Article Title

Tissue distribution of intravenously administrated poly-arginine peptide R18D in healthy male Sprague–Dawley rats


Aim: R18D is a poly-arginine peptide that has demonstrated neuroprotection in preclinical models of excitotoxicity, stroke, hypoxic-ischemic encephalopathy and traumatic brain injury. Here, we examined the peptide’s uptake in serum.

Materials & methods: Healthy, male Sprague–Dawley rats were intravenously administered either 1000 nmol/kg R18D (D-enantiomer of R18) or approximately 2.5 nmol/kg (36 ± 9 MBq) [18F]R18D, for serum and organ tissue uptake, respectively. Serum samples underwent mass spectrometric analysis to detect unbound R18D peptide. Animals administered [18F]R18D were subjected to positron emission tomography imaging.

Results & conclusion: Free R18D was detected at 5 min post-infusion in serum samples. [18F]R18D was rapidly distributed to the kidney (6–7%ID/g), and a small fraction localized to the brain (0.115–0.123%ID/g) over a 60-min acquisition period.

Lay abstract

R18D is a promising treatment for brain injury that has shown it can protect brain cells from damage in laboratory models of injury. These positive findings led us to examine what happens to R18D after administration in the body. Healthy, male rats were given 1000 nmol/kg R18D or approximately 2.5 nmol/kg (36 ± 9 MBq) [18F]R18D via an injection. Chemical and imaging analyses measured the amount of each compound. Free R18D was present in the blood 5 min after administration and was quickly absorbed by the kidney (6–7%ID/g) and brain (0.115–0.123%ID/g) within 60 min. Peptide-based therapies have been extensively explored due to their unique characteristics and potential for use following neurological injury. For example, cationic arginine-rich peptides (CARPs), such as the HIV-derived TAT, poly-arginine-9 and penetratin have been exploited in drug development for their cell-penetrating properties [13]. Not only are CARPs useful as carrier molecules for drug delivery, but they also possess intrinsic neuroprotective properties [4]. Studies from our laboratory have confirmed that the overall cationic change, and specifically the arginine content, are critical elements for CARP neuroprotective effects [57]. As a result of in vitro and in vivo neuroprotection studies using CARPs in different injury models, we have identified poly-arginine-18 (R18; 18-mer of arginine) as a leading therapeutic neuroprotective peptide [6].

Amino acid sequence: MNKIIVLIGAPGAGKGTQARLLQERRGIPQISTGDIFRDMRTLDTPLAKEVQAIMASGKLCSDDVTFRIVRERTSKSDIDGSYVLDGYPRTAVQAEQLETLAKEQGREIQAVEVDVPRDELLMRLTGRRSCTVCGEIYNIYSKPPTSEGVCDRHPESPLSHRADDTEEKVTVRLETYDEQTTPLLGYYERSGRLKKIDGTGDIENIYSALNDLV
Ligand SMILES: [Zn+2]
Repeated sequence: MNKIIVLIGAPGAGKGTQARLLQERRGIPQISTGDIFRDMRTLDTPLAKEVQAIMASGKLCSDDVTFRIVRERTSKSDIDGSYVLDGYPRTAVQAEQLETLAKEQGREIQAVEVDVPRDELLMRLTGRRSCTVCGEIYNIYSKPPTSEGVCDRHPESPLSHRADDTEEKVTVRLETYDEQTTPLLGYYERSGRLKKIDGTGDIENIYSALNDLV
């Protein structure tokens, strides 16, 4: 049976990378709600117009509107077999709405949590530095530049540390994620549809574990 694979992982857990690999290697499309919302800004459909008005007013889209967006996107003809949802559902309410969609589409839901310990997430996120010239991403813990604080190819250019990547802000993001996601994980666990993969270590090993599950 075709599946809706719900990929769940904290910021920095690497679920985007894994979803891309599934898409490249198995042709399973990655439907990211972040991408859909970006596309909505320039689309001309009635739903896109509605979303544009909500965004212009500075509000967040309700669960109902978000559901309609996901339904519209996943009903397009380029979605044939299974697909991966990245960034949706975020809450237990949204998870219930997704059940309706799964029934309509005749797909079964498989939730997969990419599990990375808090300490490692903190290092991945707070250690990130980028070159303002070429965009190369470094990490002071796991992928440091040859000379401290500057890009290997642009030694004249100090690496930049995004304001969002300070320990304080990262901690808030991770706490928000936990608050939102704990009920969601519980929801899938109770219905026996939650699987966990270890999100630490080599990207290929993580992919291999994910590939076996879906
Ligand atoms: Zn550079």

Assessment of R18 and/or its D-enantiomer, R18D, in neuroprotection include studies using in vitro models of excitotoxicity and animal models of stroke, hypoxic-ischemic encephalopathy and traumatic brain injury [815]. However, despite the positive neuroprotection studies, the pharmacokinetic properties and systemic distribution of the R18 peptide have not been examined. Therefore, the aim of this study was to undertake a serum uptake and whole-body distribution study of R18 when administrated intravenously to healthy Sprague–Dawley rats. For the study, we decided to use R18D, as peptides synthesized with D-amino acids (i.e., D-arginine) are known to be more resistant to proteolytic degradation than peptides synthesized with naturally occurring L-amino acids.


Cationic arginine-rich peptides, iTRAQ, PET imaging, Pharmacokinetics, Poly-arginine, R18D

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